Resource Ownership Shields Albertans From High Gas Prices
By a quirk of political fate, made possible by a national difference in resource ownership, consumers in Alberta, the chief Canadian producing province, will pay less for natural gas in January than they did in December -- and pocket the savings because wholesale prices went up across North America.
In northern Alberta and the provincial capital of Edmonton, the retail price of gas will drop 3% to C$5.08 per GJ (US$4.10 per MMBtu) for January from C$5.24 (US$4.23) for December. In southern Alberta and the Canadian gas capital of Calgary, the January price drops 8% to C$4.82 (US$3.89) from C$5.26 (US$4.25) in December.
As a result, Albertans will barely notice frigid weather that arrived with the new year -- or at least be able to afford extra mittens and hats. Despite increased consumption expected to be generated by the cold, typical monthly household gas bills for January are expected to be C$176.50 (US$135.75) in northern Alberta compared to C$169 (US$130) in December, and C$187.50 (US$144.25) in southern Alberta compared to C$182 (US$140) in December.
All other "core-market" consumers-- condominium associations, landlords, farms, small businesses, municipal and community buildings, non-profit operations, schools and hospitals -- will experience similar reductions in gas prices. Matching winter savings will also got to core-market energy users in remote Alberta areas which lack gas service and have to rely on propane, kerosene and heating oil.
Altogether, more than one million Alberta gas-consuming sites will be shielded against the economic reality of winters in the new era of tight supplies felt everywhere else. The savings flow virtually automatically under a rebate program inaugurated during an early-2001 provincial election, when the ruling Conservatives took the sting out of the period's North America-wide spike in gas prices for Alberta voters.
The money starts flowing as soon as the Alberta Energy and Utilities Board approves requests to pass on increased wholesale gas prices by the province's principal distributors, Atco Gas North and Atco Gas South (formerly Northwest Utilities and Canadian Western Natural Gas).
For a period ending March 31, 2006, or well after the next Alberta election, the program pays a sliding scale of rebates: C$1.50 per gigajoule (US$1.20 per MMBtu) when prices rise to C$5.50-$7.50 (US$4.44 $6.06), C$2.50 (US$2.02) at prices of C$7.50-$9.00 (US$6.06-$7.27), C$3.25 (US2.62) at prices of C$9.00-$12.00 (US$7.27-$9.69).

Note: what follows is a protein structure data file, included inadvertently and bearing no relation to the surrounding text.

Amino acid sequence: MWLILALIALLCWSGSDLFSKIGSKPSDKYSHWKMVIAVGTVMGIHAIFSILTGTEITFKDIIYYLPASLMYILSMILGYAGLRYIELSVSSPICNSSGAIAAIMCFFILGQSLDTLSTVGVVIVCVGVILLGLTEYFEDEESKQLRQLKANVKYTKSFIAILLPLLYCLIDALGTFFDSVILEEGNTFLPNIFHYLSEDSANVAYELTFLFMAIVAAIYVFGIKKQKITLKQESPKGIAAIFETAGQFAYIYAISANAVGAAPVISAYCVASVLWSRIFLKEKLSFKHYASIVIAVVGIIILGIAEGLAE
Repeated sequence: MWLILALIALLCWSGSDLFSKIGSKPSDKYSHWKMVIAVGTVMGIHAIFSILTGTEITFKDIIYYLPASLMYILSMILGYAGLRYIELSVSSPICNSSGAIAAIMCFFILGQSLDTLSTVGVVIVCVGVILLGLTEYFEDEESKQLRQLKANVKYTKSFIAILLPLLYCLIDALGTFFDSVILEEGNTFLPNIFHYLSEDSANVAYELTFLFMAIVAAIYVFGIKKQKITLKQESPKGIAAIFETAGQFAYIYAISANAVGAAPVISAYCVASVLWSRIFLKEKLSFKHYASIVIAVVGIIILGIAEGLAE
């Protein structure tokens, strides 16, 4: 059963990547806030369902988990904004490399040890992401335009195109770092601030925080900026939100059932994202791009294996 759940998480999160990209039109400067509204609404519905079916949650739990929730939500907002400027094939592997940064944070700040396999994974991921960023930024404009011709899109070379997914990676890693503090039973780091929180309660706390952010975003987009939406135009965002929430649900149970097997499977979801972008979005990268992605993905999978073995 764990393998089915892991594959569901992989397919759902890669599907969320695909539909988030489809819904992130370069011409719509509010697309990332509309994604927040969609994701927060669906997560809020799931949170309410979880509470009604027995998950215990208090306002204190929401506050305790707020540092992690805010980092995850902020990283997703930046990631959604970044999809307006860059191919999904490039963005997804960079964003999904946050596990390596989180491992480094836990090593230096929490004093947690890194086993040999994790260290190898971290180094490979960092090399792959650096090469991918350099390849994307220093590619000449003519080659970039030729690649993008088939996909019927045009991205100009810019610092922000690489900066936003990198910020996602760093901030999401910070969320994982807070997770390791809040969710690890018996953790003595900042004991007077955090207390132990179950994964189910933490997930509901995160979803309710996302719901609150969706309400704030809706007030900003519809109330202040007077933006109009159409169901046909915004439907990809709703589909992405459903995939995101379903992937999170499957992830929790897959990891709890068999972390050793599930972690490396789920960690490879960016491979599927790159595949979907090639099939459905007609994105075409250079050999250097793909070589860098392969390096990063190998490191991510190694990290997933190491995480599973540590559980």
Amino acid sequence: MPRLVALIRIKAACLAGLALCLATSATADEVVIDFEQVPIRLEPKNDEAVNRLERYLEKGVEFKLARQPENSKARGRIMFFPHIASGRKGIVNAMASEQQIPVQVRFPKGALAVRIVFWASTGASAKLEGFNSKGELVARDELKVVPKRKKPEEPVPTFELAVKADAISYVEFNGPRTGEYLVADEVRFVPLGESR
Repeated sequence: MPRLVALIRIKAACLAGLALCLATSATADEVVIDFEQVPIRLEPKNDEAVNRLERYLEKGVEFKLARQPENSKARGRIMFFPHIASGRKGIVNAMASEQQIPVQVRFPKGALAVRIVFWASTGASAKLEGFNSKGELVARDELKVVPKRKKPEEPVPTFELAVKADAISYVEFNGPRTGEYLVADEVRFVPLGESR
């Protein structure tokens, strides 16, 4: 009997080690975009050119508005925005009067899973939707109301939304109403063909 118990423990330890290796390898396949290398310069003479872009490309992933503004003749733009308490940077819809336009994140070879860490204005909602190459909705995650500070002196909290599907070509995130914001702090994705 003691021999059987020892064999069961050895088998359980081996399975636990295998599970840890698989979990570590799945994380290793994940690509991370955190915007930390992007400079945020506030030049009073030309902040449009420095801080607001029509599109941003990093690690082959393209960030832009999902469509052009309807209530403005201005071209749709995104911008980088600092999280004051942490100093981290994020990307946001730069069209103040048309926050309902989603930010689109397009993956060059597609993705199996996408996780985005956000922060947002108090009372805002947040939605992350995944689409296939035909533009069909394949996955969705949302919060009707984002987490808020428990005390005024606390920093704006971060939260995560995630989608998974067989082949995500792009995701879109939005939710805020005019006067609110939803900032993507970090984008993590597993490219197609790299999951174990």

If the market spikes beyond C$12 per gigajoule, (US$9.69), the province pays the maximum formula rebate of C$3.25 (US$2.62), plus all the additional price increase.
The program is made possible by a Canadian pattern of resource ownership which has been enshrined in the national constitution and put into practice for most of the time since the country was formed by Confederation in 1867.
Since the late 19th Century, the provincial governments have reserved ownership of mineral rights for themselves by exempting them from land title transfers when property has been sold or granted to private owners. In Alberta, which was mostly settled after 1867 and only became a province in 1905, about four-fifths of mineral rights belong to the government and are parceled out to the production industry as leases with built-in royalty arrangements.
Along with a level of regulation and public disclosure of industry activity unknown in most of the United States, the results have been rich streams of royalty revenues for the provincial treasuries -- and in Alberta's case, a long history of shielding residents against market fluctuations.
The current rebate program resurrected one that prevailed for most of the 1970s, when previous editions of the provincial Conservative government likewise shielded Alberta gas users against price hikes of the "energy-crisis" era. The regime's avowedly diehard free-enterprisers, who take a back seat to no one in the U.S. in advocating the rule of markets in economic matters, justify the program as a case of sharing benefits of public resource ownership. The phenomenon is stoutly defended as preserving provincial and national "heritage."
The Alberta government expects to spend C$100 million (US$77 million) a month or more on the 2003-04 round of the winter gas rebate program.
Provincial gas royalties are typically about one-fifth of production revenues but at times go higher under a sliding-scale formula that generates increased rates as prices rise. For the current fiscal year ending March 31, the provincial treasury conservatively forecasts its gas royalties to be C$4.8 billion (US$3.7 billion) on an average production price of C$5.15 (US$3.95) per thousand cubic feet.